As part of national Kick Butts Day, the American Lung Association in Ohio and youth from throughout the state gathered March 20 to educate their legislators on the high rates of youth tobacco use and the importance of tobacco prevention funding.
"Few prevention programs exist in our area because of budget cuts. However, the tobacco industry has not stopped marketing their products to youth in Dayton or Ohio," said Aditya Phadke from the Asian American Youth Council of Dayton. "Without funding, youth smoking rates in our state are unlikely to improve."
The event highlighted the growing concern over the use of many different types of tobacco.
The most recent Ohio tobacco use rates from the 2010 Ohio Youth Tobacco Survey highlight this issue:
Cigarettes - Middle school, 4.5 percent; and high school, 16.7 percent
Spit - Middle school, 3.5 percent; and high school, 8.8 percent
Hookah - Middle school, 3.6 percent; and high school, 19.47 percent
Cigars - Middle school, 3.9 percent; and high school, 12.3 percent
Snus - Middle school, 3.6 percent; and high school, 7 percent
"Ohio high school students have high rates of cigar use and smoke hookah at higher rates than cigarettes," said Shelly Kiser, director of advocacy for the American Lung Association in Ohio. "Middle schools students use spit tobacco, hookah, cigars, snus and cigarettes at close to the same rate. Our youth are multiple product users and this problem requires a comprehensive solution.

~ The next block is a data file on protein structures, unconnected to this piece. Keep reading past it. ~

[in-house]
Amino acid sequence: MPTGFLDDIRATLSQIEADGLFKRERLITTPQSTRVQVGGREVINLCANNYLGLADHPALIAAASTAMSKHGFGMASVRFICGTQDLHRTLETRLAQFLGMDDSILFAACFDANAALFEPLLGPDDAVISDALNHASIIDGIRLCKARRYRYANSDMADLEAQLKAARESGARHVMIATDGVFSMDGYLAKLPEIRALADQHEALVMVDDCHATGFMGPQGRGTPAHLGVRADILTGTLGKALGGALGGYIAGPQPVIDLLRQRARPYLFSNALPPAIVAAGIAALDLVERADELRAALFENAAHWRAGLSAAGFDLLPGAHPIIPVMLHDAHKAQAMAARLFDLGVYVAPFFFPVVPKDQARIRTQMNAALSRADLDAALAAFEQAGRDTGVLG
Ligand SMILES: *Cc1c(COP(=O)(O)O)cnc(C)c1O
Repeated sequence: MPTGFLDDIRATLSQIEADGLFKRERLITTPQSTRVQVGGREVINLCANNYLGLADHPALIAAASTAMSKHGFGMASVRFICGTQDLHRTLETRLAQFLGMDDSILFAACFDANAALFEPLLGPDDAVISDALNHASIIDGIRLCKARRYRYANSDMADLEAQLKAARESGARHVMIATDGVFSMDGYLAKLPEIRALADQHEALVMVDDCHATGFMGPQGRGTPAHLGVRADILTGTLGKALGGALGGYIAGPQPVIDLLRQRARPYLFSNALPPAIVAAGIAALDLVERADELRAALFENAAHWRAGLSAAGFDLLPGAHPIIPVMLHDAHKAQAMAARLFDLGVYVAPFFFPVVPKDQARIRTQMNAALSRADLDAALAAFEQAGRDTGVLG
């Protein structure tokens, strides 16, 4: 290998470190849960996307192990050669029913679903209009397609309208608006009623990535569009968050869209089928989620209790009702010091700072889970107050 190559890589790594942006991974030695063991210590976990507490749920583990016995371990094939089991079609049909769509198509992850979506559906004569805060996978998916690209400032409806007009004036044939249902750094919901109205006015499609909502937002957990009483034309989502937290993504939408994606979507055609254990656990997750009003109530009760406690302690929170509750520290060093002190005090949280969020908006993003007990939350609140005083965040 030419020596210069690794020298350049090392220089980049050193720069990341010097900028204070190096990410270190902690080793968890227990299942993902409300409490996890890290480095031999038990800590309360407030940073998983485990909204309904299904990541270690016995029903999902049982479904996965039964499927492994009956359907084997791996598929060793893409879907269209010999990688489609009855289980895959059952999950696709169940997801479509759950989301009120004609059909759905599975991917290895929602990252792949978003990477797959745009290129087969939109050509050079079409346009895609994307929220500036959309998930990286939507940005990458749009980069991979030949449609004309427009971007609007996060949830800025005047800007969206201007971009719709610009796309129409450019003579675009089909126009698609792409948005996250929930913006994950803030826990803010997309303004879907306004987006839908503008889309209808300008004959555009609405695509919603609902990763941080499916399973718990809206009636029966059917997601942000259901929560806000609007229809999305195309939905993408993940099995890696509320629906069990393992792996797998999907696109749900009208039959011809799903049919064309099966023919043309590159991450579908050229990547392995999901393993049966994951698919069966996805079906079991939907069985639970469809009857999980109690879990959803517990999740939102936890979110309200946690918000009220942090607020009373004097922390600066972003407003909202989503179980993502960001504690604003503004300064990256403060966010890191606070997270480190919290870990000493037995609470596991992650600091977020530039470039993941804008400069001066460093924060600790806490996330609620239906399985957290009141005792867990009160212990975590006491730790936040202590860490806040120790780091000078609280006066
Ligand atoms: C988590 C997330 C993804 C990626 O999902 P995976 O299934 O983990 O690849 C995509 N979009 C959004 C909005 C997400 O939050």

"These products come in candy flavors and bright, kid-friendly packaging and are cheap because the tax is so low," Kiser said. "Lawmakers should close the loophole that allows these products to be taxed at less than half the tax of cigarettes to reduce youth users of these products and fund tobacco prevention programs."
The youth participants marched around the statehouse dressed as zombies, carrying signs urging youth to "Don't be a zombie to tobacco," because when you're addicted to tobacco you become a mindless slave to tobacco and the tobacco industry.
Tobacco use claims 18,500 lives and costs the state $4.37 billion in health-care costs each year. Without funding for tobacco prevention and cessation in the budget, Ohio taxpayers will continue to pay the bill for increasing tobacco-related costs.